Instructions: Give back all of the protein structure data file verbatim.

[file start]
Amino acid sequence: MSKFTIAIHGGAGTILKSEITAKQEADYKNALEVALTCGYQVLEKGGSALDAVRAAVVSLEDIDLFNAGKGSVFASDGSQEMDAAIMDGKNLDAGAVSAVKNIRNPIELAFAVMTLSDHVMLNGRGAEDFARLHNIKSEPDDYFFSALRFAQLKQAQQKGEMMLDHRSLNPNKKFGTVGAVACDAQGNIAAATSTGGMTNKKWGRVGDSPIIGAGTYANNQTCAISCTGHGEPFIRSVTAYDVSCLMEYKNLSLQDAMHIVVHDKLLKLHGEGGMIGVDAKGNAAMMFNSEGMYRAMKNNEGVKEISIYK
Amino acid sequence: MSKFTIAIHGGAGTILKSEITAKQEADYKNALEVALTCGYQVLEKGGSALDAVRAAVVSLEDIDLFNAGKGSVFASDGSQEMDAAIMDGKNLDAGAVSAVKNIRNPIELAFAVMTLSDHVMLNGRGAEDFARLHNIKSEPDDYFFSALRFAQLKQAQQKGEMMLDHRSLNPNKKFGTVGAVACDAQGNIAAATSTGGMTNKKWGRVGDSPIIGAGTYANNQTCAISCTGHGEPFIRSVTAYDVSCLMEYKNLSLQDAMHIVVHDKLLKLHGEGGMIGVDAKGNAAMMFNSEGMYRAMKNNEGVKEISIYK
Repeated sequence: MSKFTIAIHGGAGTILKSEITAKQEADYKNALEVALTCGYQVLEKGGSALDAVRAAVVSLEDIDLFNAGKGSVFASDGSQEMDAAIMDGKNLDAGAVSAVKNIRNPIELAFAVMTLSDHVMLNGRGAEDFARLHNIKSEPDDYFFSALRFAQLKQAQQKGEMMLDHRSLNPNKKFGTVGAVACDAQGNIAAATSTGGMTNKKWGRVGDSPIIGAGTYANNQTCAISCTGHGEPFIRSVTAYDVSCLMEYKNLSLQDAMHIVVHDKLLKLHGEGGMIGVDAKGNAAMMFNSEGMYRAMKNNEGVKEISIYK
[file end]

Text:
Amino acid sequence: MSKFTIAIHGGAGTILKSEITAKQEADYKNALEVALTCGYQVLEKGGSALDAVRAAVVSLEDIDLFNAGKGSVFASDGSQEMDAAIMDGKNLDAGAVSAVKNIRNPIELAFAVMTLSDHVMLNGRGAEDFARLHNIKSEPDDYFFSALRFAQLKQAQQKGEMMLDHRSLNPNKKFGTVGAVACDAQGNIAAATSTGGMTNKKWGRVGDSPIIGAGTYANNQTCAISCTGHGEPFIRSVTAYDVSCLMEYKNLSLQDAMHIVVHDKLLKLHGEGGMIGVDAKGNAAMMFNSEGMYRAMKNNEGVKEISIYK
Amino acid sequence: MSKFTIAIHGGAGTILKSEITAKQEADYKNALEVALTCGYQVLEKGGSALDAVRAAVVSLEDIDLFNAGKGSVFASDGSQEMDAAIMDGKNLDAGAVSAVKNIRNPIELAFAVMTLSDHVMLNGRGAEDFARLHNIKSEPDDYFFSALRFAQLKQAQQKGEMMLDHRSLNPNKKFGTVGAVACDAQGNIAAATSTGGMTNKKWGRVGDSPIIGAGTYANNQTCAISCTGHGEPFIRSVTAYDVSCLMEYKNLSLQDAMHIVVHDKLLKLHGEGGMIGVDAKGNAAMMFNSEGMYRAMKNNEGVKEISIYK
Repeated sequence: MSKFTIAIHGGAGTILKSEITAKQEADYKNALEVALTCGYQVLEKGGSALDAVRAAVVSLEDIDLFNAGKGSVFASDGSQEMDAAIMDGKNLDAGAVSAVKNIRNPIELAFAVMTLSDHVMLNGRGAEDFARLHNIKSEPDDYFFSALRFAQLKQAQQKGEMMLDHRSLNPNKKFGTVGAVACDAQGNIAAATSTGGMTNKKWGRVGDSPIIGAGTYANNQTCAISCTGHGEPFIRSVTAYDVSCLMEYKNLSLQDAMHIVVHDKLLKLHGEGGMIGVDAKGNAAMMFNSEGMYRAMKNNEGVKEISIYK